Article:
Sometimes you hear about a craft technique for years without ever feeling any desire to try it out, and then one day you just have to! In my case this was potato stamping. It sounded kind of gross, and I wasn’t convinced it would get me the results I wanted on a DIY project I would actually want to use in my house. Then one day I needed a curtain panel that would compliment the rest of my daughter’s new room decor without competing with it. I wanted something with pattern that was still simple. Something graphic but still whimsical. I wasn’t finding what I wanted in stores and realized I would likely need to take matters into my own hands. Enter the potato stamp.
I knew my potato carving skills were going to limit me to a few simple shapes, so I went with a tried and true triangle and then turned them into a bowtie shape. It feels a little whimsical and girly without being overly so.
To make your own stamp, cut your potato in half at the thickest part. Then cut a triangle with angles that meet at the edge of your potato for the largest size. Then lay it on its side and cut down until you meet your first cut and gently nudge that section off. Repeat on the other two sides. If your triangle isn’t perfect and you want a consistent print, cut a notch near one of the angles to act as a point of reference.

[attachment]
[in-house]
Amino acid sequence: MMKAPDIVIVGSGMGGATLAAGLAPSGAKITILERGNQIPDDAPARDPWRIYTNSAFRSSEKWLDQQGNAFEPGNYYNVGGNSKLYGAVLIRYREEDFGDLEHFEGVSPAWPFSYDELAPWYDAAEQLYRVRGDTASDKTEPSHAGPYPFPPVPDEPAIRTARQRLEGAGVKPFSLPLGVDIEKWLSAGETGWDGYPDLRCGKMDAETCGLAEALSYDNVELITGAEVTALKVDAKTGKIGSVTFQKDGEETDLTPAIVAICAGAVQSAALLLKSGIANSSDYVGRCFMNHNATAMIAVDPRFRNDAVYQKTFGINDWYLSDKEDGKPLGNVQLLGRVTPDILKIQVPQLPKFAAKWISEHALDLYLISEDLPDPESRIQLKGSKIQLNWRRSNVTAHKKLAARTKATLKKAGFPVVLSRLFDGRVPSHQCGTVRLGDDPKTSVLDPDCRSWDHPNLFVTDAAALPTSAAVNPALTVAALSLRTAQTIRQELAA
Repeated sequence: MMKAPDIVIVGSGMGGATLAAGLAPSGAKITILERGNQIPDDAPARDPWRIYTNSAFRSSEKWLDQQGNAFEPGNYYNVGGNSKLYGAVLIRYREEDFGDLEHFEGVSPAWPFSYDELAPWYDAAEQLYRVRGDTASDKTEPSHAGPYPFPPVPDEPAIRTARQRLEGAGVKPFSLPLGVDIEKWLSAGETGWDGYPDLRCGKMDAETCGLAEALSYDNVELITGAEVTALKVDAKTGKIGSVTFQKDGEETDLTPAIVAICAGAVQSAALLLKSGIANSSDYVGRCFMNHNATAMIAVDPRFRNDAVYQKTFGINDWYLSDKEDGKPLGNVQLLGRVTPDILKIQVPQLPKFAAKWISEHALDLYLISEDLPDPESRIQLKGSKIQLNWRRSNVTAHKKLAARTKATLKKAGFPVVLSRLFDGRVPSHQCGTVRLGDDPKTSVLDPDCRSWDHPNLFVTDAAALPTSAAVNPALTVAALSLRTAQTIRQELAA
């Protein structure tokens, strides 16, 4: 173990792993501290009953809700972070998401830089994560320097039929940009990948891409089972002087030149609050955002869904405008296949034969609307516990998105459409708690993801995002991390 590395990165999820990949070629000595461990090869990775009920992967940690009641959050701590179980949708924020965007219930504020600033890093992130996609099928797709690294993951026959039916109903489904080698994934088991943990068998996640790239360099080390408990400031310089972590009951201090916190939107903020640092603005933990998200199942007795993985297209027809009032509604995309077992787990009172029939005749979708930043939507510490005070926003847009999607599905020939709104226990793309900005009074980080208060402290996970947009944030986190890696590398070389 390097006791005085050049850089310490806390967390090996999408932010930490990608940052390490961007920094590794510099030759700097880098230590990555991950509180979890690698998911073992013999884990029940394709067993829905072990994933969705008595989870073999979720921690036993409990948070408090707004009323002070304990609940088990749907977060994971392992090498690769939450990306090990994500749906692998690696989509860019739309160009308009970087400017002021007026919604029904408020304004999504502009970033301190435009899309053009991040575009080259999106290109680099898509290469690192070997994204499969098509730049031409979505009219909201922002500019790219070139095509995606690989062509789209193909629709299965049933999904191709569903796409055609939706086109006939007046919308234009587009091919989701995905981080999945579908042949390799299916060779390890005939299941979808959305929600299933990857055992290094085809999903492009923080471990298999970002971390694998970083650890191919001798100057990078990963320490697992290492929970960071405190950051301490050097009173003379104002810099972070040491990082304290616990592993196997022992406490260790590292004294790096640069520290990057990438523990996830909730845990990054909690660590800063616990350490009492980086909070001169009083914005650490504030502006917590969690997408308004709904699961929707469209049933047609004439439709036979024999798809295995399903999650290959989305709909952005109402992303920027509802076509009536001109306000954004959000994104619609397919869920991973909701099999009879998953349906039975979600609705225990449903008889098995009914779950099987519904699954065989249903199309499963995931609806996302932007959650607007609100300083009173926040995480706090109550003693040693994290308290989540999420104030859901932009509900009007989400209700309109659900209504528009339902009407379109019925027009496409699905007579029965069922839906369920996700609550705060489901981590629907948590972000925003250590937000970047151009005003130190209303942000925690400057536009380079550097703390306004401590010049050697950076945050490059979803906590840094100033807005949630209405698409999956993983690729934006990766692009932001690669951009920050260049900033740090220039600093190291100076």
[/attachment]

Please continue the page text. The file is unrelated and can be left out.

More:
Once you’re happy with your stamp, place your curtain on top of a protected surface and smooth things out.
Use your foam paint brush to layer an even coat of paint onto the potato before you stamp it onto your fabric. Don’t skimp and start stamping twice before adding more paint unless you want the faded effect. Work slowly and pay attention so you don’t drip any paint onto your panel for best results.
I was really pleased with how smoothly my paint transferred from the potato and it wasn’t gross at all. I do suggest letting it sit for about fifteen minutes after cutting it open to have some drying out time. I might be an official potato stamp convert, guys! Have you ever used them to print on fabric? –Rachel
Credits//Author and Photography: Rachel Denbow. Photos edited with A Beautiful Mess actions.